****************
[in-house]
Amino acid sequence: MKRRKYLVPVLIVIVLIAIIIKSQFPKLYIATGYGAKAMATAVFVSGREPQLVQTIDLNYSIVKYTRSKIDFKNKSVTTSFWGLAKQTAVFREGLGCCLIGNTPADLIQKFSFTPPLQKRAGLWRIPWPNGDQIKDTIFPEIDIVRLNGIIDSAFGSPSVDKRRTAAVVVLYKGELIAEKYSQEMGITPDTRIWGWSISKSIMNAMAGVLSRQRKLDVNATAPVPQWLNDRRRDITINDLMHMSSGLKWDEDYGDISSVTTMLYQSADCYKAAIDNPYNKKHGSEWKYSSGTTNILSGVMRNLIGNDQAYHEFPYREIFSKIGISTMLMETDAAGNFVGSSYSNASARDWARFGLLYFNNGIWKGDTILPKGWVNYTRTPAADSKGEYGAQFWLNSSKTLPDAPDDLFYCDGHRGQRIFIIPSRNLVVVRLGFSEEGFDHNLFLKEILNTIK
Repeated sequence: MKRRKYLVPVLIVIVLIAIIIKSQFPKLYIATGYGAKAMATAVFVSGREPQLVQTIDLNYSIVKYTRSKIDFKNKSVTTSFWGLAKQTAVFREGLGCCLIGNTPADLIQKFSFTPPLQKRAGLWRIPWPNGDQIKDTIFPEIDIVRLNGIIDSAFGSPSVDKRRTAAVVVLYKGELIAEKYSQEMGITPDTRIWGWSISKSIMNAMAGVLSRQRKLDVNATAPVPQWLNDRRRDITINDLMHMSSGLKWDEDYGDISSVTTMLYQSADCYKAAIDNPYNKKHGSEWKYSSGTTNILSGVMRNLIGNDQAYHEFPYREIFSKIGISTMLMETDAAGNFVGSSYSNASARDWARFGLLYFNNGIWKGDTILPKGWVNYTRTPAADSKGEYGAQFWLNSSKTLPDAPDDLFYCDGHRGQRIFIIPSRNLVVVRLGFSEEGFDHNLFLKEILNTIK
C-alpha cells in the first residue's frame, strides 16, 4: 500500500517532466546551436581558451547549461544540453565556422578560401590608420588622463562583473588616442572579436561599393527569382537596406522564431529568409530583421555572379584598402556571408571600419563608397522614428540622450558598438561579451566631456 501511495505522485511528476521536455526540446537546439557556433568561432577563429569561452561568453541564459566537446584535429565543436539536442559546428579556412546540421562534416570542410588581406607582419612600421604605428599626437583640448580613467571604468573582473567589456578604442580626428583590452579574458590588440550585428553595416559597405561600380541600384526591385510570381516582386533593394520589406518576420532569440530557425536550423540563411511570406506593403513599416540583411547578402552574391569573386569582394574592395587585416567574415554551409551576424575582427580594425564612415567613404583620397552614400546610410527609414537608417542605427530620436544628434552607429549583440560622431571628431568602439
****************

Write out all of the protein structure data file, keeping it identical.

[in-house]
Amino acid sequence: MKRRKYLVPVLIVIVLIAIIIKSQFPKLYIATGYGAKAMATAVFVSGREPQLVQTIDLNYSIVKYTRSKIDFKNKSVTTSFWGLAKQTAVFREGLGCCLIGNTPADLIQKFSFTPPLQKRAGLWRIPWPNGDQIKDTIFPEIDIVRLNGIIDSAFGSPSVDKRRTAAVVVLYKGELIAEKYSQEMGITPDTRIWGWSISKSIMNAMAGVLSRQRKLDVNATAPVPQWLNDRRRDITINDLMHMSSGLKWDEDYGDISSVTTMLYQSADCYKAAIDNPYNKKHGSEWKYSSGTTNILSGVMRNLIGNDQAYHEFPYREIFSKIGISTMLMETDAAGNFVGSSYSNASARDWARFGLLYFNNGIWKGDTILPKGWVNYTRTPAADSKGEYGAQFWLNSSKTLPDAPDDLFYCDGHRGQRIFIIPSRNLVVVRLGFSEEGFDHNLFLKEILNTIK
Repeated sequence: MKRRKYLVPVLIVIVLIAIIIKSQFPKLYIATGYGAKAMATAVFVSGREPQLVQTIDLNYSIVKYTRSKIDFKNKSVTTSFWGLAKQTAVFREGLGCCLIGNTPADLIQKFSFTPPLQKRAGLWRIPWPNGDQIKDTIFPEIDIVRLNGIIDSAFGSPSVDKRRTAAVVVLYKGELIAEKYSQEMGITPDTRIWGWSISKSIMNAMAGVLSRQRKLDVNATAPVPQWLNDRRRDITINDLMHMSSGLKWDEDYGDISSVTTMLYQSADCYKAAIDNPYNKKHGSEWKYSSGTTNILSGVMRNLIGNDQAYHEFPYREIFSKIGISTMLMETDAAGNFVGSSYSNASARDWARFGLLYFNNGIWKGDTILPKGWVNYTRTPAADSKGEYGAQFWLNSSKTLPDAPDDLFYCDGHRGQRIFIIPSRNLVVVRLGFSEEGFDHNLFLKEILNTIK
C-alpha cells in the first residue's frame, strides 16, 4: 500500500517532466546551436581558451547549461544540453565556422578560401590608420588622463562583473588616442572579436561599393527569382537596406522564431529568409530583421555572379584598402556571408571600419563608397522614428540622450558598438561579451566631456 501511495505522485511528476521536455526540446537546439557556433568561432577563429569561452561568453541564459566537446584535429565543436539536442559546428579556412546540421562534416570542410588581406607582419612600421604605428599626437583640448580613467571604468573582473567589456578604442580626428583590452579574458590588440550585428553595416559597405561600380541600384526591385510570381516582386533593394520589406518576420532569440530557425536550423540563411511570406506593403513599416540583411547578402552574391569573386569582394574592395587585416567574415554551409551576424575582427580594425564612415567613404583620397552614400546610410527609414537608417542605427530620436544628434552607429549583440560622431571628431568602439